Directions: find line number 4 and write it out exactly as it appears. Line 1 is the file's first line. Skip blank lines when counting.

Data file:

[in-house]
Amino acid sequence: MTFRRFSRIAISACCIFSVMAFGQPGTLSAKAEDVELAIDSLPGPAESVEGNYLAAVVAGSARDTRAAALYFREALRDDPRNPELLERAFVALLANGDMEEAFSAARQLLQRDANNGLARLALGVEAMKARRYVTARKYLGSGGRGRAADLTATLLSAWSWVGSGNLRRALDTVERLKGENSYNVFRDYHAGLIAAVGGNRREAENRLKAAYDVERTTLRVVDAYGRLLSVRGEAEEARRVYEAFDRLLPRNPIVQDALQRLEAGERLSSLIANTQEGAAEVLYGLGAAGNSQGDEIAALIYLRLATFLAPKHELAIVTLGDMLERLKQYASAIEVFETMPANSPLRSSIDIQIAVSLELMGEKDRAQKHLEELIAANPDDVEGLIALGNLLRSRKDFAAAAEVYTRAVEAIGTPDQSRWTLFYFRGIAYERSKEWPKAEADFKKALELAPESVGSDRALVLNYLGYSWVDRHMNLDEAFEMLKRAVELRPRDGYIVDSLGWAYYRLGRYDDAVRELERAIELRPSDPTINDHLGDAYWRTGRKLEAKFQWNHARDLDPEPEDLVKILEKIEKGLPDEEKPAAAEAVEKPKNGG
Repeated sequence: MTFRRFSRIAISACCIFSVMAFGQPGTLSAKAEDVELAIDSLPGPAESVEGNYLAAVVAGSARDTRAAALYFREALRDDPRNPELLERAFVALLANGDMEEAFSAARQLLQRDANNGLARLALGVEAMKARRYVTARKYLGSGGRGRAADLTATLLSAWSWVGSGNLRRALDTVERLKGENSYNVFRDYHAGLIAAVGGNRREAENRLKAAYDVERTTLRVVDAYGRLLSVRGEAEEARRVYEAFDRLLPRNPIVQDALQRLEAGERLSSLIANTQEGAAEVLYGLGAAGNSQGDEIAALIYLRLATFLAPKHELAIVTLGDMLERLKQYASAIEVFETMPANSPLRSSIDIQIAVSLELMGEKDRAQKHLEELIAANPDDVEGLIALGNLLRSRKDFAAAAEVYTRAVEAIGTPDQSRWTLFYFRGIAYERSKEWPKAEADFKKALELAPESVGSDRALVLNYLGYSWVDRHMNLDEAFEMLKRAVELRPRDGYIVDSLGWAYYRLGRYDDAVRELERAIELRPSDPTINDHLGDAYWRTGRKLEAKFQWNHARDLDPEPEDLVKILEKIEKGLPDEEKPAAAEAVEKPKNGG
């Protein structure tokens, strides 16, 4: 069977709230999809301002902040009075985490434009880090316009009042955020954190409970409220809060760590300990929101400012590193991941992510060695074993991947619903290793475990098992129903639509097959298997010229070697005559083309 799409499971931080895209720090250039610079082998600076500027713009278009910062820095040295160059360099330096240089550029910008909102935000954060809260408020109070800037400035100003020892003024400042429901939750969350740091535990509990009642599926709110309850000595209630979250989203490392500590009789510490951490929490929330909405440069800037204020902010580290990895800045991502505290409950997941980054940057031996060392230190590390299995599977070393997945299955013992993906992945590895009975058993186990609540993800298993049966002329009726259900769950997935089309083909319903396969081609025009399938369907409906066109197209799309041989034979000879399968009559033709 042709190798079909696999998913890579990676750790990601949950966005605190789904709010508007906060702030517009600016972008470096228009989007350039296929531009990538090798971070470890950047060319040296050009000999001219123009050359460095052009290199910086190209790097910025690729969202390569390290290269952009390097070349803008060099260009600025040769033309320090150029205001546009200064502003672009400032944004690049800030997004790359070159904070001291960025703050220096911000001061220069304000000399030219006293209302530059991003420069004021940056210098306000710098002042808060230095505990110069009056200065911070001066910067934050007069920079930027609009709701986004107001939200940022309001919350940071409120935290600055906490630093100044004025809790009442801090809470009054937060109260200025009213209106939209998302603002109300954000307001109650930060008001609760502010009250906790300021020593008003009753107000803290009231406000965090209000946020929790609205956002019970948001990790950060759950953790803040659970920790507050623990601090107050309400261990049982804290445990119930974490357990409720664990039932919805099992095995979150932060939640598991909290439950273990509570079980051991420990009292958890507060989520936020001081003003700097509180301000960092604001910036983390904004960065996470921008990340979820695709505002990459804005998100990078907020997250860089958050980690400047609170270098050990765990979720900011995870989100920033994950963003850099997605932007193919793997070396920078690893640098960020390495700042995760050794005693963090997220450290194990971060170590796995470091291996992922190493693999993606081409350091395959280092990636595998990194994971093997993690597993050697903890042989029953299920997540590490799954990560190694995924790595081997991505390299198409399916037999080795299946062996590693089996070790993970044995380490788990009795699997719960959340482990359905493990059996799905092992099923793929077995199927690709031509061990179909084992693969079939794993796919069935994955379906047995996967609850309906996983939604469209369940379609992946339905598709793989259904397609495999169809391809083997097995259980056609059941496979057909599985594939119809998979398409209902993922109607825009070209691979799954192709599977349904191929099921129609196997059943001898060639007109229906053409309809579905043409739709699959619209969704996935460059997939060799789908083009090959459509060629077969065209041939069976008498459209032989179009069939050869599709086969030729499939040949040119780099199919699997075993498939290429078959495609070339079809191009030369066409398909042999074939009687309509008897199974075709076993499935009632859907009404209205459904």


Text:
């Protein structure tokens, strides 16, 4: 069977709230999809301002902040009075985490434009880090316009009042955020954190409970409220809060760590300990929101400012590193991941992510060695074993991947619903290793475990098992129903639509097959298997010229070697005559083309 799409499971931080895209720090250039610079082998600076500027713009278009910062820095040295160059360099330096240089550029910008909102935000954060809260408020109070800037400035100003020892003024400042429901939750969350740091535990509990009642599926709110309850000595209630979250989203490392500590009789510490951490929490929330909405440069800037204020902010580290990895800045991502505290409950997941980054940057031996060392230190590390299995599977070393997945299955013992993906992945590895009975058993186990609540993800298993049966002329009726259900769950997935089309083909319903396969081609025009399938369907409906066109197209799309041989034979000879399968009559033709 042709190798079909696999998913890579990676750790990601949950966005605190789904709010508007906060702030517009600016972008470096228009989007350039296929531009990538090798971070470890950047060319040296050009000999001219123009050359460095052009290199910086190209790097910025690729969202390569390290290269952009390097070349803008060099260009600025040769033309320090150029205001546009200064502003672009400032944004690049800030997004790359070159904070001291960025703050220096911000001061220069304000000399030219006293209302530059991003420069004021940056210098306000710098002042808060230095505990110069009056200065911070001066910067934050007069920079930027609009709701986004107001939200940022309001919350940071409120935290600055906490630093100044004025809790009442801090809470009054937060109260200025009213209106939209998302603002109300954000307001109650930060008001609760502010009250906790300021020593008003009753107000803290009231406000965090209000946020929790609205956002019970948001990790950060759950953790803040659970920790507050623990601090107050309400261990049982804290445990119930974490357990409720664990039932919805099992095995979150932060939640598991909290439950273990509570079980051991420990009292958890507060989520936020001081003003700097509180301000960092604001910036983390904004960065996470921008990340979820695709505002990459804005998100990078907020997250860089958050980690400047609170270098050990765990979720900011995870989100920033994950963003850099997605932007193919793997070396920078690893640098960020390495700042995760050794005693963090997220450290194990971060170590796995470091291996992922190493693999993606081409350091395959280092990636595998990194994971093997993690597993050697903890042989029953299920997540590490799954990560190694995924790595081997991505390299198409399916037999080795299946062996590693089996070790993970044995380490788990009795699997719960959340482990359905493990059996799905092992099923793929077995199927690709031509061990179909084992693969079939794993796919069935994955379906047995996967609850309906996983939604469209369940379609992946339905598709793989259904397609495999169809391809083997097995259980056609059941496979057909599985594939119809998979398409209902993922109607825009070209691979799954192709599977349904191929099921129609196997059943001898060639007109229906053409309809579905043409739709699959619209969704996935460059997939060799789908083009090959459509060629077969065209041939069976008498459209032989179009069939050869599709086969030729499939040949040119780099199919699997075993498939290429078959495609070339079809191009030369066409398909042999074939009687309509008897199974075709076993499935009632859907009404209205459904």